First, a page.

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Director of failed lettings firm banned

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Essex lettings company director Ghanshyam Sarup Batra has received a High Court ban preventing him from involvement in the promotion, formation or management of any company for seven years. He was also ordered to pay costs of more than £11,500.

The order, made in March, but announced by the Insolvency Service this week, was made after it was found Batra had transferred money from the company to his own bank account after it had gone into Receivership.

The company involved was Dylan Lettings Worldwide Limited, which had been incorporated in 2010 and which at the time of its insolvency in 2017 had only one shareholder and one director, Batra. At the time of his appointment, Batra described himself as a ‘hotelier’.

DLW had acted as a management company for three apartment blocks that had previously been converted from hotels. The freeholds of the buildings were owned by three separate companies, but Batra was the registered leaseholder on all the apartments.

In April 2017, Ghanshyam Batra and the three companies were ordered by the court to pay a confidential settlement connected to £6.5m in mortgage arrears.

When the settlement was not paid, the court appointed a Receiver to take control of the buildings and leaseholds, and restrictions were placed on Batra limiting him from exercising his powers as a director of Dylan Lettings Worldwide.

In October 2017 the lettings company went into Creditors Voluntary Liquidation with liabilities of at least £571,000. A statement of affairs showed £45,000 owing to Batra, over £200,000 in various taxes, almost £112,000 in rates and more than £75,000 to British Gas.

Liquidation of Dylan Lettings Worldwide triggered an investigation by the Insolvency Service, which found that Ghanshyam Batra breached the court order limiting his powers by transferring almost £106,000 from the company’s bank account into his own.

The money had been transferred in tranches, the first £50,000 transfer was made just 45 minutes after the Receiver had been appointed, and a further £49,000 the following morning.

‘Ghanshyam Batra transferred almost £106,000 from the company to his personal account, denying funds owed to creditors’, said Insolvency Service deputy head of insolvent investigations Lawrence Zussman.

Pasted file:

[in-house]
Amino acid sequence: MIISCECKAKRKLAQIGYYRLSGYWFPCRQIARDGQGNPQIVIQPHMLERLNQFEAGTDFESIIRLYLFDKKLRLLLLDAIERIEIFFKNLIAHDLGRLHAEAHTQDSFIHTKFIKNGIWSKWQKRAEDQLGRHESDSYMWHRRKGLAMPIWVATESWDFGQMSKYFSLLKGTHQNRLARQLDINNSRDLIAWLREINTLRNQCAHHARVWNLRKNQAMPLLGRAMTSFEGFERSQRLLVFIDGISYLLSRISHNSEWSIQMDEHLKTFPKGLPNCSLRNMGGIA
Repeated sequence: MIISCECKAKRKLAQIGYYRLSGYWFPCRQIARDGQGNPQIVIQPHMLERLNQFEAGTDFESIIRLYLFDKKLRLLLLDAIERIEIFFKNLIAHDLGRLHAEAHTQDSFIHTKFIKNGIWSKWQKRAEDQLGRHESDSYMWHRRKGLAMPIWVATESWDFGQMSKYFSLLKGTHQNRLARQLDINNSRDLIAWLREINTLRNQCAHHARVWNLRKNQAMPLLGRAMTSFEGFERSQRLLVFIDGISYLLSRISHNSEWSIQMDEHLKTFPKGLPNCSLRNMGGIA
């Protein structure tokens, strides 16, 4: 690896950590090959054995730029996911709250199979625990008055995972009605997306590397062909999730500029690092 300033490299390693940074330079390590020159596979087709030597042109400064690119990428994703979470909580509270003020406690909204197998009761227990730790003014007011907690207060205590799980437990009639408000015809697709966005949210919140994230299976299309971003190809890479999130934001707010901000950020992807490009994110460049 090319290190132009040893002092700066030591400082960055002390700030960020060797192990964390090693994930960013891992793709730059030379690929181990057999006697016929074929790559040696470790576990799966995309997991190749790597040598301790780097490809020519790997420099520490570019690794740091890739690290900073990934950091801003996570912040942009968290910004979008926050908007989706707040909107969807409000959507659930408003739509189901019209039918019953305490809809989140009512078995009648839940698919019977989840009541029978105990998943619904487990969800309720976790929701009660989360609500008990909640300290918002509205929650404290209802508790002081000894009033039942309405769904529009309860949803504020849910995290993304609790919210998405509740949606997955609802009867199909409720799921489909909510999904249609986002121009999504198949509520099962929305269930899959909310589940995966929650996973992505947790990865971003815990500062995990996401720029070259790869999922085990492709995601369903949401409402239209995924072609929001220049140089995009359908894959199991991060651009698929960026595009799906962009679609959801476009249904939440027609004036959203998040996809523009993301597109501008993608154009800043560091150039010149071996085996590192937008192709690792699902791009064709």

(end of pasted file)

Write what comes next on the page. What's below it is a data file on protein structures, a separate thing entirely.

‘The director stated the monies were owed to him for outstanding rent and other business-related expenditure, but no rental agreement was in place.

‘This significant ban should act as a warning to other directors who do not act in their company’s best interests that we will take action where it is appropriate to do so’.

Batra’s letting business was the subject of a 2014 brush with the Upper Tribunal when he tried to overturn of a decision of the Financial Services Authority, now the Financial Conduct Authority, that he should no longer be allowed to perform controlled functions.

At the time he had been the sole director of a mortgage broker which had made multiple mortgage applications on his behalf. These related to his 2006 purchase of Dylan House which contained  23 self-contained studio flats. He subsequently purchased York House and Warwick House which contained 78 studio flats.

The financial arrangements were complicated but involved purchase of the freeholds to a British Virgin Isles registered company and granting of person leases to Batra. He subsequently sought 78 mortgages on the flats.

The FCA investigated the deals and decided Batra, through his mortgage broking business, had submitted mortgage applications contained false and misleading information, knowing it to be false.

Batra appealed to the Upper Level Tribunal. He lost.

The Tribunal found the FCA had failed to establish that Batra had been deliberately dishonest. ‘We have concluded, however, that Mr Batra displayed a lack of integrity in that he was reckless as to the truth of statements made to Wave and Mortgage Express. In the light of our finding that Mr Batra lacked integrity in relation to the submission of the mortgage applications and in his dealings with the Authority, we consider that prohibition is appropriate’.